After the roller-coaster ride in the capital market last week, only the very bold or extremely foolish would dare to predict what the coming week will bring. In the last fortnight, the Indian market has bounced up three times with a dazzling momentum that is just as worrying as the deadly downslide.
Such was the ferocious upsurge in stock prices that it has left investors confused. Has the market bottomed out? Or is this what the Americans call a ‘dead cat bounce’. Does the Indian economic and political situation matter at all, or are our markets so globalized that we follow international trends irrespective of domestic developments? On all three days when prices surged last fortnight, it was in tune with a bounce back in world markets.
Here are a string of little developments and factoids that do not gel with the view that global capital flows are the only determinant of price movements.
Global markets were indeed up last Thursday and Friday, but did the irrational rally in India have nothing to do with bankers demanding additional cash margins from over-leveraged brokers? Only a ferocious 1000 points-in-two-days kind of bounce back would have quietened their demands.
The Finance Minister has fewer comments about the market, but banks and public sector insurers are reportedly being prodded to support prices and many are happy to oblige. This is better than destroying one public sector mutual fund by forcing it to provide an exit to scamsters, but is no less worrisome.
The grapevine says that the Finance Ministry gets its market input from a public sector fund and a private sector one. The latter is disconcerting, because market sources say that the fund manager there is busy covering up large speculative losses.
An interesting feature of the savage correction since May, which dragged the Sensex down from over 12,000 to under 9,000, is the silence of investors who suffered hefty losses. There is a lot of pain and bloodshed in the market, but no wailing in public. Investors worry that an open lament will lead to further declines and bigger losses. There were hushed whispers about a female employee of large operator having committed suicide after suffering hefty personal losses by trying to mirror her boss’s portfolio. But nobody is talking about it.
This reflects a new maturity among investors and a realisation that they have to take responsibility for bad times and good times. But that is not what the government is signalling. No significant economic reform has been announced even after the West Bengal elections, yet the Left Parties are getting more belligerent everyday. As if the political gamesmanship in announcing reservations for Other Backward Classes in institutes of higher education were not enough, the Health Minister’s confrontation with the Director of the All India Institute of Medical Sciences smacks of arrogant interference.
At another level, the Finance Ministry seems out of sync with the Reserve Bank of India on interest rates and other issues. Bankers are confused and don’t know who to believe. Consequently there is little clarity on interest rate trends, even while the impact of higher oil, food grains and real estate prices on inflation and on economic growth is still to kick in.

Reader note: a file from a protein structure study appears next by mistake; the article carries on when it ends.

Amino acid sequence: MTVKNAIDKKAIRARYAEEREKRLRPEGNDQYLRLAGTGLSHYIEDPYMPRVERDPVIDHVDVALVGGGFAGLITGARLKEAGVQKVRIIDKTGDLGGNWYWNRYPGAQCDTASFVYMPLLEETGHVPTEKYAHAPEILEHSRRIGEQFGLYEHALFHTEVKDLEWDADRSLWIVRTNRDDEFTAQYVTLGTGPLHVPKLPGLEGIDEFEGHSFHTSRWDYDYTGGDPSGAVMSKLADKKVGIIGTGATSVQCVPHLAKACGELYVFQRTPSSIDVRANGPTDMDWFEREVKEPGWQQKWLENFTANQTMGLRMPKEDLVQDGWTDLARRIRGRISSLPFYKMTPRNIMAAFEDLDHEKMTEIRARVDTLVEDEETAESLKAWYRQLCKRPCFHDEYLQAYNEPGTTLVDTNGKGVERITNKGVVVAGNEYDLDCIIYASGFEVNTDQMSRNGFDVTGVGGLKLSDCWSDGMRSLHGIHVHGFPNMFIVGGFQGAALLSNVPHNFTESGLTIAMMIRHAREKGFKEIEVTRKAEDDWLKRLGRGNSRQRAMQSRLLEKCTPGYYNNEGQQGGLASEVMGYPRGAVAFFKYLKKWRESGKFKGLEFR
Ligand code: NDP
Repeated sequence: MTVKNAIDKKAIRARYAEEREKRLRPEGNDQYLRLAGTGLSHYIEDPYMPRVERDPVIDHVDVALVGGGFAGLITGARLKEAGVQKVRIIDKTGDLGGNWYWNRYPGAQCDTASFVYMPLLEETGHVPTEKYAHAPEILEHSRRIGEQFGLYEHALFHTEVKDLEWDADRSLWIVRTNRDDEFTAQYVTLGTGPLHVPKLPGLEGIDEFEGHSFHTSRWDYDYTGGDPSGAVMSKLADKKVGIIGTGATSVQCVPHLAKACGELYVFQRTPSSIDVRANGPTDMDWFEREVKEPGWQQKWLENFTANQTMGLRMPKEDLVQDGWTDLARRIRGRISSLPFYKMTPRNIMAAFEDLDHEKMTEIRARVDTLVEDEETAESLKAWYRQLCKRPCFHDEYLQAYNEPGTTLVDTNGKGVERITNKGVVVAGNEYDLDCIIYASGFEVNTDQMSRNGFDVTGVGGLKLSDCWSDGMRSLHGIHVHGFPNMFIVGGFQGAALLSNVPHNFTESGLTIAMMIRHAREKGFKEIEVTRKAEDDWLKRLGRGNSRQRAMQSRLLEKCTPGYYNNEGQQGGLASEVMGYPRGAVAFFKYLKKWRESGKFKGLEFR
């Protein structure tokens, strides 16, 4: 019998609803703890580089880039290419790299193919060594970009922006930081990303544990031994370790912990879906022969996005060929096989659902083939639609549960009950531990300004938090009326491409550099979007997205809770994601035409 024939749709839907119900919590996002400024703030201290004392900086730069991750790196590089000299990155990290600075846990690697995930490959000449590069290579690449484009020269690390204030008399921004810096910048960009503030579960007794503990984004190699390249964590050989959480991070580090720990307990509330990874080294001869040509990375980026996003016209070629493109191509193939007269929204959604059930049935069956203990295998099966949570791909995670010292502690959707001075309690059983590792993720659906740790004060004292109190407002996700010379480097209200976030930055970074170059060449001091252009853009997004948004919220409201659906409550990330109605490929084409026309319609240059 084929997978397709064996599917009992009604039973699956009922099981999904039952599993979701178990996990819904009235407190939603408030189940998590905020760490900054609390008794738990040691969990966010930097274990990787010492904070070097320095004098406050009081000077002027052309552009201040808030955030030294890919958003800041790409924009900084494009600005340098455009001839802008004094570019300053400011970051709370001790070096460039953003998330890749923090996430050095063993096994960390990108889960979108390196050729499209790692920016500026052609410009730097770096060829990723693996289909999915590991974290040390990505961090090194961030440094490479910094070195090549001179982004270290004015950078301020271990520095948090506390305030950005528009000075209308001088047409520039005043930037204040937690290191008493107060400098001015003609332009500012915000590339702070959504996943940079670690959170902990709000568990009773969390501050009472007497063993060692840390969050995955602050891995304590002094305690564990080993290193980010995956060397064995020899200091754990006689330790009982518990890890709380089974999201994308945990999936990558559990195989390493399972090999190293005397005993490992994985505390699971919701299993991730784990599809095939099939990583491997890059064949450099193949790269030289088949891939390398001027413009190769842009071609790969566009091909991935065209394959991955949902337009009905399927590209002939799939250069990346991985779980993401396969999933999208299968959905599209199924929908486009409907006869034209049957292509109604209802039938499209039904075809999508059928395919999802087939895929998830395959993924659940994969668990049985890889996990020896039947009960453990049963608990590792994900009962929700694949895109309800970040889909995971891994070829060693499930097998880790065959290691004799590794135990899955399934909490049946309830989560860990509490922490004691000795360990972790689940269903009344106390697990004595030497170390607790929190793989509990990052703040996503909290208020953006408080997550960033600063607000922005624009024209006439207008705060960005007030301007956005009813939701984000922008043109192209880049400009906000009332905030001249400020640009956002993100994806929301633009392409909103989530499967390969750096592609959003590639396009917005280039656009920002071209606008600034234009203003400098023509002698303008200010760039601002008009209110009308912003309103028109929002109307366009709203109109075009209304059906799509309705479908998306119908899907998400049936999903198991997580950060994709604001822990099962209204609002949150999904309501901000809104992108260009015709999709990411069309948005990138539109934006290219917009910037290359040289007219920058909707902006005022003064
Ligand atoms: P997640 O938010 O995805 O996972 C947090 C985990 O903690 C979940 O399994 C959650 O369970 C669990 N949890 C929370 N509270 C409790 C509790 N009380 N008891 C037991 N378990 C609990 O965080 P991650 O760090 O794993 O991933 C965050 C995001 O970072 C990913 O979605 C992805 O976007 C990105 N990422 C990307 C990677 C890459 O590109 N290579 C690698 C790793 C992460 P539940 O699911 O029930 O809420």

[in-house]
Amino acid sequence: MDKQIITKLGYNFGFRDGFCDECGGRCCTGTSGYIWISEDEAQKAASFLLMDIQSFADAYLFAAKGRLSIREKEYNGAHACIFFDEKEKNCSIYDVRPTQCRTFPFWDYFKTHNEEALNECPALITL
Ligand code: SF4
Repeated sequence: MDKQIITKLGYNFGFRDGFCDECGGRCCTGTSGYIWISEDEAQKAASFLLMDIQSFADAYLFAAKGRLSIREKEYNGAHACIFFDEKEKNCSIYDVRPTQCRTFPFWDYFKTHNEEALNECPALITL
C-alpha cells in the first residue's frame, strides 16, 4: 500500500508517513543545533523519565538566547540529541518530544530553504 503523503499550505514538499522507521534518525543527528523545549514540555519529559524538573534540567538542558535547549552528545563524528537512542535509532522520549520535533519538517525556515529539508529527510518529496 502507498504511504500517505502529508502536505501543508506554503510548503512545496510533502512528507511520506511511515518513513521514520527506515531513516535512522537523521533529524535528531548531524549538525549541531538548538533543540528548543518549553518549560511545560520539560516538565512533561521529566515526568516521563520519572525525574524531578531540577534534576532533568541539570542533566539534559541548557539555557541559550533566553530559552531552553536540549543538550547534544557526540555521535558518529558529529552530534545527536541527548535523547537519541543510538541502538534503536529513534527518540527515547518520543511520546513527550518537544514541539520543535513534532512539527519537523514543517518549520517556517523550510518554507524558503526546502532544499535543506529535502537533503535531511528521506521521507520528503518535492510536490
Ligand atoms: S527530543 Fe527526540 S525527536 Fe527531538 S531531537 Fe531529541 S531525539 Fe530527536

The Finance Ministry is only adding to peoples’ worries with daily media leaks about plans to increase services taxes to 20% and expand their reach to several new sectors. Nobody knows whether these are just trial balloons, but will someone ever ask the tax authorities to demonstrate that their policies have actually led to an increase in the taxable base and is not merely extorting more revenue from the same milch cows?
The use of tax authorities as a tool of harassment is another development. Despite the protestations of sundry Congress Party spokespersons, there is a public consensus that filmstar Amitabh Bachchan and his wife Jaya are being harassed and humiliated because of their personal falling out with the Gandhi family. There was even a specious argument that India is not alone in harassing celebrities for taxes.
It is a sad reflection on the government when supporters of newly-elected MP Rahul Bajaj worry that he may be harassed for being elected through the support of a clutch of opposition parties. Especially since the Bajaj group has been open about ‘‘donating to the Congress Party by cheque’’ for decades.
If celebrities feel pressured then what will happens to ordinary investors who have recently submitted their tax returns and are waiting for their assessment officers to decide if they are ‘investors or traders’? So far the Finance Minister has refused to acknowledge that his budget speech misled investors or to find a solution, but the letters in my mailbox indicate that investors are seriously worried.
Let us now move to a more narrow issue of capital market policy. On Friday, the Securities and Exchange Board of India (Sebi) announced that it plans to collect Value at Risk margins from brokers at least five times a day to curb volatility. This will force brokers to block up even more capital everyday; while it may not hurt well capitalised brokers too much, the move will drastically squeeze small brokers and drive a chunk of day traders out of the market.
Over time, it may even drive smaller brokers out of business since their business is bound to flow to well-capitalised brokers. Since the regulator has not bothered to explain the rationale behind its policy it is not clear if it is Sebi’s intention to ensure market safety and curb volatility by forcibly reducing liquidity.
Does all this add up to a secular, long term bull market? On the contrary, it suggests that even when the signals are all bullish, a bunch of politicians could disrupt economic development due to corrupt self interest or bad policy.